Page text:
The speaker on this little gem is also a big plus. It puts out decent sound for its small size. Tuning is analog, which is a bummer, but the advantage of this over a digital display tuner is that you get much better battery life. The size and weight is a little too high to consider this a shirt pocket radio. Quality of construction is OK, considering the low price of $10 - $12 US dollars. I've seen much worse in this price range from some of the "no-name" Chinese producers.

Along with the ICF-S10MK2, I also own Sony's SRF-59 AM/FM Walkman (ultra-small, analog dial) and the much pricier but much sturdier SFR-M37 AM/FM Walkman (small, digital dial, sporty model with presets). The SRF-59 is very small with amazing battery life and it can easily fit it a shirt pocket. However, it requires you to use headphones. The SFR-M37 adds the weather band along with AM/FM and also has no speaker. It runs on a single AAA battery and has acceptable battery life. All three of these Sony portable AM/FM radios are good buys.

On the high end, I own a much larger Tecsun PL-880 that has AM/FM plus shortwave that I absolutely love! It has great sound from the enclosed speaker and does an excellent job at shortwave reception. However, in that class of portable radio you are looking at something that is about the size of a paperback book and that is much heavier. The price (~ $160 ) is also much higher than what you'll pay for these small Sony AM/FM portables.

If you know some people that don't have any AM/FM radios in their household, consider buying a couple of these small Sony ICF-S10MK2 AM/FM radios and handing them out as and inexpensive but useful gift. When natural disaster strikes (and eventually it will) they'll appreciate having one of these little gems to turn on after the power goes out and their internet goes dead. Most broadcast stations have emergency generators and can continue to broadcast on the airwaves even after the power goes out.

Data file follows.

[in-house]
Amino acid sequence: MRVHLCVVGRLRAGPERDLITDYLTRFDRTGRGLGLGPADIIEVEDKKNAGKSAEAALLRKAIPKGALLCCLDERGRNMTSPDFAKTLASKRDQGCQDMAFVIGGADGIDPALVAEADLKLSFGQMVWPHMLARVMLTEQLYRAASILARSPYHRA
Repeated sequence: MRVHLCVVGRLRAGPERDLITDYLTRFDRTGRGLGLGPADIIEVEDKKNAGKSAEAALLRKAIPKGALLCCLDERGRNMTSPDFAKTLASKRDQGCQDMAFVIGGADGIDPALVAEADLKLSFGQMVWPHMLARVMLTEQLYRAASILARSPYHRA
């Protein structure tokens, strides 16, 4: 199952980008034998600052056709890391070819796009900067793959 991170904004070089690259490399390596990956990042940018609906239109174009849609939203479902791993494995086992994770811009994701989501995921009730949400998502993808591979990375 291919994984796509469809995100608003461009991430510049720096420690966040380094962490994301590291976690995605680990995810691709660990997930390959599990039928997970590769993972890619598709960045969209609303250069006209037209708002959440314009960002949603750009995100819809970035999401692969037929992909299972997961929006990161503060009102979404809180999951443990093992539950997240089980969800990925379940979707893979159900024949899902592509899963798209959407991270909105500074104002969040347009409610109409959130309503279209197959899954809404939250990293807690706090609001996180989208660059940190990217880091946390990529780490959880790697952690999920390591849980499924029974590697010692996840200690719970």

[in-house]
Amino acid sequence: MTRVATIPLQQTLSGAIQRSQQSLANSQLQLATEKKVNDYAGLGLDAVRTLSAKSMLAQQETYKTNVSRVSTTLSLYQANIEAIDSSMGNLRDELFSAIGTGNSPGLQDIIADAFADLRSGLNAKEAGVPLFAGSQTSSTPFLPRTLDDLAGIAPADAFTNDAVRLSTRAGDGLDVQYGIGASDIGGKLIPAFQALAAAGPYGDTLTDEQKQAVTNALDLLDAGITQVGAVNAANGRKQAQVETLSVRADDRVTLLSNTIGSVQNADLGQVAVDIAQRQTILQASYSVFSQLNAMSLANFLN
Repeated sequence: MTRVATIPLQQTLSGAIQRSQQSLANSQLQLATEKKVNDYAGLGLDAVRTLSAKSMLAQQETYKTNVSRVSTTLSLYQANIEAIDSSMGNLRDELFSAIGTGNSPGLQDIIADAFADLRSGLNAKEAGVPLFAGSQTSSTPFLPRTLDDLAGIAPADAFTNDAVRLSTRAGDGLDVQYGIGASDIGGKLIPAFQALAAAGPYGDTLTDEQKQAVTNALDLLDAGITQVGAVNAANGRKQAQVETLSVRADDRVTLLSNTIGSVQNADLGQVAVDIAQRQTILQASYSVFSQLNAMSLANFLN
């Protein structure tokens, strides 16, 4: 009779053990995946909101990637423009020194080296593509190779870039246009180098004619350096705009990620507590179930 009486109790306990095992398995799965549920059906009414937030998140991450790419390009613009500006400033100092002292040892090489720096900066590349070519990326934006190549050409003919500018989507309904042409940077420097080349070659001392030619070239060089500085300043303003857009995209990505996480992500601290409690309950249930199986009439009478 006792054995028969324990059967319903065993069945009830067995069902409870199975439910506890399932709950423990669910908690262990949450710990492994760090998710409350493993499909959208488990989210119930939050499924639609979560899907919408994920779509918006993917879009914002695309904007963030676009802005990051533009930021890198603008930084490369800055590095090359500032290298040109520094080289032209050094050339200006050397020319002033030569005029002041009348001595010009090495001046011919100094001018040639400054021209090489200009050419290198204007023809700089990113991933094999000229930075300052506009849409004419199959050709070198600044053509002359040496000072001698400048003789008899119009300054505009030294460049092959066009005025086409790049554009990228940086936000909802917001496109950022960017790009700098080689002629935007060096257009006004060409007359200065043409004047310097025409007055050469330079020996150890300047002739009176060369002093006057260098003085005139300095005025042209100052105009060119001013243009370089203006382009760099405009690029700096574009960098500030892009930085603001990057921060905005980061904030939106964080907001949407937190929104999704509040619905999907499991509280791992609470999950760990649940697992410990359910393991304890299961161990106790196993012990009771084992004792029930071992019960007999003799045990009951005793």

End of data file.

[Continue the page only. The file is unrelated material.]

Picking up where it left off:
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VINE VOICEon October 2, 2014
SONY POCKET RADIO

This cute little radio is for my husband who is an avid leisure biker. He likes to take his bike around the neighborhood and to our beautiful parks in our area. He says this is the best twelve bucks I have ever spent on him! He is a cheap date --

Anyway, this radio reminds both of us of the little transistor radios we had when we were kids. It is small, but has a decent sound and steady reception -- and this is with the antenna barely extended. The radio needs two AA batteries which guarantees over 40 hours of use. It is easy to tune and change from AM to FM frequency. The volume dial is on the other side of the radio to prevent turning the wrong dial accidentally.